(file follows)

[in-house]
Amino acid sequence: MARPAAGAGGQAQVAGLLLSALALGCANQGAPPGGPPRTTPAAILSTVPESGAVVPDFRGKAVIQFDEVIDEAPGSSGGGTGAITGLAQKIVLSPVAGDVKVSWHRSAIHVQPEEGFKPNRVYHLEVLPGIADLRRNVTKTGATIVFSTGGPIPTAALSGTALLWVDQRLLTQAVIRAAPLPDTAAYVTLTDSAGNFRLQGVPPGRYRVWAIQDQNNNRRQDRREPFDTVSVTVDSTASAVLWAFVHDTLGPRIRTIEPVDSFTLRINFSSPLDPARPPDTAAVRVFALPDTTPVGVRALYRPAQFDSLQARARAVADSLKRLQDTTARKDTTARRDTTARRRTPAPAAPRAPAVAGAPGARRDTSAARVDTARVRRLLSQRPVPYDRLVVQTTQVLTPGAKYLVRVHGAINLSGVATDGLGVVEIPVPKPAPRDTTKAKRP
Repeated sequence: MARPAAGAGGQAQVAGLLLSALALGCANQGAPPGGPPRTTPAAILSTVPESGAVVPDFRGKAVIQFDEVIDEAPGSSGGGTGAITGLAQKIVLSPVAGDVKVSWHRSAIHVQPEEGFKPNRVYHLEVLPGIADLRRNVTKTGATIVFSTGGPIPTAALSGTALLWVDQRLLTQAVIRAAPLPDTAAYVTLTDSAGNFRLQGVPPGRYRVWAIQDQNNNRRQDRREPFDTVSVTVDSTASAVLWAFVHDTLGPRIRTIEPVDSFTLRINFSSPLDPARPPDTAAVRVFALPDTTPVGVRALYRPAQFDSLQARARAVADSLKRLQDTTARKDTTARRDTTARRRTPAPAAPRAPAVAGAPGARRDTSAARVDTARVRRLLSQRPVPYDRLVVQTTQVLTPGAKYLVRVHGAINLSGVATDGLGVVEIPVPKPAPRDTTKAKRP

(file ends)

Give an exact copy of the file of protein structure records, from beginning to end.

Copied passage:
[in-house]
Amino acid sequence: MARPAAGAGGQAQVAGLLLSALALGCANQGAPPGGPPRTTPAAILSTVPESGAVVPDFRGKAVIQFDEVIDEAPGSSGGGTGAITGLAQKIVLSPVAGDVKVSWHRSAIHVQPEEGFKPNRVYHLEVLPGIADLRRNVTKTGATIVFSTGGPIPTAALSGTALLWVDQRLLTQAVIRAAPLPDTAAYVTLTDSAGNFRLQGVPPGRYRVWAIQDQNNNRRQDRREPFDTVSVTVDSTASAVLWAFVHDTLGPRIRTIEPVDSFTLRINFSSPLDPARPPDTAAVRVFALPDTTPVGVRALYRPAQFDSLQARARAVADSLKRLQDTTARKDTTARRDTTARRRTPAPAAPRAPAVAGAPGARRDTSAARVDTARVRRLLSQRPVPYDRLVVQTTQVLTPGAKYLVRVHGAINLSGVATDGLGVVEIPVPKPAPRDTTKAKRP
Repeated sequence: MARPAAGAGGQAQVAGLLLSALALGCANQGAPPGGPPRTTPAAILSTVPESGAVVPDFRGKAVIQFDEVIDEAPGSSGGGTGAITGLAQKIVLSPVAGDVKVSWHRSAIHVQPEEGFKPNRVYHLEVLPGIADLRRNVTKTGATIVFSTGGPIPTAALSGTALLWVDQRLLTQAVIRAAPLPDTAAYVTLTDSAGNFRLQGVPPGRYRVWAIQDQNNNRRQDRREPFDTVSVTVDSTASAVLWAFVHDTLGPRIRTIEPVDSFTLRINFSSPLDPARPPDTAAVRVFALPDTTPVGVRALYRPAQFDSLQARARAVADSLKRLQDTTARKDTTARRDTTARRRTPAPAAPRAPAVAGAPGARRDTSAARVDTARVRRLLSQRPVPYDRLVVQTTQVLTPGAKYLVRVHGAINLSGVATDGLGVVEIPVPKPAPRDTTKAKRP